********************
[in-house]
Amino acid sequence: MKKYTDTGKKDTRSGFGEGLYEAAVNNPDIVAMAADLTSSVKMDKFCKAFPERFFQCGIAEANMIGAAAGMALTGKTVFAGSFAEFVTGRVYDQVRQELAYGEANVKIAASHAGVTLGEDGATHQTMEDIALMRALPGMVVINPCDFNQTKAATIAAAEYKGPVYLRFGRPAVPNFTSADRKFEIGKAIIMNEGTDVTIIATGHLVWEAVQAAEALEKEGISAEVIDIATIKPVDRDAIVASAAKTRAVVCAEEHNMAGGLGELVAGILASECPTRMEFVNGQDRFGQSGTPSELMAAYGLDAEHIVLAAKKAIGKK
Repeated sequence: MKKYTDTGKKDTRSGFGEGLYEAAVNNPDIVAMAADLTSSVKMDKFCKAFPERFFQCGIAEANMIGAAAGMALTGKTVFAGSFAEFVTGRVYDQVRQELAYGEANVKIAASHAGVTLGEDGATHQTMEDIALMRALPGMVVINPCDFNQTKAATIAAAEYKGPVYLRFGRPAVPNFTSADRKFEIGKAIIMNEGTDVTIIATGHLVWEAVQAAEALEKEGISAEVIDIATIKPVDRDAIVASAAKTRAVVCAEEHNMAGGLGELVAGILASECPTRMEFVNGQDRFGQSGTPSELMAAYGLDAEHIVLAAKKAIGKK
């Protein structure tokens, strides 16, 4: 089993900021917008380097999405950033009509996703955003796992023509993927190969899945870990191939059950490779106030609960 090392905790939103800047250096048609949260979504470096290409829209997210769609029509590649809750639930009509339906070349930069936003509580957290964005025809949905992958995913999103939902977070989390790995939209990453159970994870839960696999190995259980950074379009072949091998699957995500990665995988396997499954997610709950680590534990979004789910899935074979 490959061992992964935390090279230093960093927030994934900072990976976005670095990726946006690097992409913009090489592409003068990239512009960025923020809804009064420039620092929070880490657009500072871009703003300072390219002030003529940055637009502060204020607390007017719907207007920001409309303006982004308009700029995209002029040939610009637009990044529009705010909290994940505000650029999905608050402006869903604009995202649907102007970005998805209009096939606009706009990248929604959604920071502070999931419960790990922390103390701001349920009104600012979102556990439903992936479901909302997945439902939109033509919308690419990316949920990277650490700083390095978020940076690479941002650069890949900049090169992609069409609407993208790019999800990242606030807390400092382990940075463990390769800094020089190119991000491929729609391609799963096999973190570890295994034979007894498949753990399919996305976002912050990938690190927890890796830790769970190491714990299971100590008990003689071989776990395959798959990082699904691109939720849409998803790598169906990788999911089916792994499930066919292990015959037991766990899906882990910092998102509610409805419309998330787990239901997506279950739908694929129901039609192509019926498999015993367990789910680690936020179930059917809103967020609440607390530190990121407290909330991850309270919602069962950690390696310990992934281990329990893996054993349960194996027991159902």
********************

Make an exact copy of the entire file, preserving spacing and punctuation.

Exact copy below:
[in-house]
Amino acid sequence: MKKYTDTGKKDTRSGFGEGLYEAAVNNPDIVAMAADLTSSVKMDKFCKAFPERFFQCGIAEANMIGAAAGMALTGKTVFAGSFAEFVTGRVYDQVRQELAYGEANVKIAASHAGVTLGEDGATHQTMEDIALMRALPGMVVINPCDFNQTKAATIAAAEYKGPVYLRFGRPAVPNFTSADRKFEIGKAIIMNEGTDVTIIATGHLVWEAVQAAEALEKEGISAEVIDIATIKPVDRDAIVASAAKTRAVVCAEEHNMAGGLGELVAGILASECPTRMEFVNGQDRFGQSGTPSELMAAYGLDAEHIVLAAKKAIGKK
Repeated sequence: MKKYTDTGKKDTRSGFGEGLYEAAVNNPDIVAMAADLTSSVKMDKFCKAFPERFFQCGIAEANMIGAAAGMALTGKTVFAGSFAEFVTGRVYDQVRQELAYGEANVKIAASHAGVTLGEDGATHQTMEDIALMRALPGMVVINPCDFNQTKAATIAAAEYKGPVYLRFGRPAVPNFTSADRKFEIGKAIIMNEGTDVTIIATGHLVWEAVQAAEALEKEGISAEVIDIATIKPVDRDAIVASAAKTRAVVCAEEHNMAGGLGELVAGILASECPTRMEFVNGQDRFGQSGTPSELMAAYGLDAEHIVLAAKKAIGKK
């Protein structure tokens, strides 16, 4: 089993900021917008380097999405950033009509996703955003796992023509993927190969899945870990191939059950490779106030609960 090392905790939103800047250096048609949260979504470096290409829209997210769609029509590649809750639930009509339906070349930069936003509580957290964005025809949905992958995913999103939902977070989390790995939209990453159970994870839960696999190995259980950074379009072949091998699957995500990665995988396997499954997610709950680590534990979004789910899935074979 490959061992992964935390090279230093960093927030994934900072990976976005670095990726946006690097992409913009090489592409003068990239512009960025923020809804009064420039620092929070880490657009500072871009703003300072390219002030003529940055637009502060204020607390007017719907207007920001409309303006982004308009700029995209002029040939610009637009990044529009705010909290994940505000650029999905608050402006869903604009995202649907102007970005998805209009096939606009706009990248929604959604920071502070999931419960790990922390103390701001349920009104600012979102556990439903992936479901909302997945439902939109033509919308690419990316949920990277650490700083390095978020940076690479941002650069890949900049090169992609069409609407993208790019999800990242606030807390400092382990940075463990390769800094020089190119991000491929729609391609799963096999973190570890295994034979007894498949753990399919996305976002912050990938690190927890890796830790769970190491714990299971100590008990003689071989776990395959798959990082699904691109939720849409998803790598169906990788999911089916792994499930066919292990015959037991766990899906882990910092998102509610409805419309998330787990239901997506279950739908694929129901039609192509019926498999015993367990789910680690936020179930059917809103967020609440607390530190990121407290909330991850309270919602069962950690390696310990992934281990329990893996054993349960194996027991159902």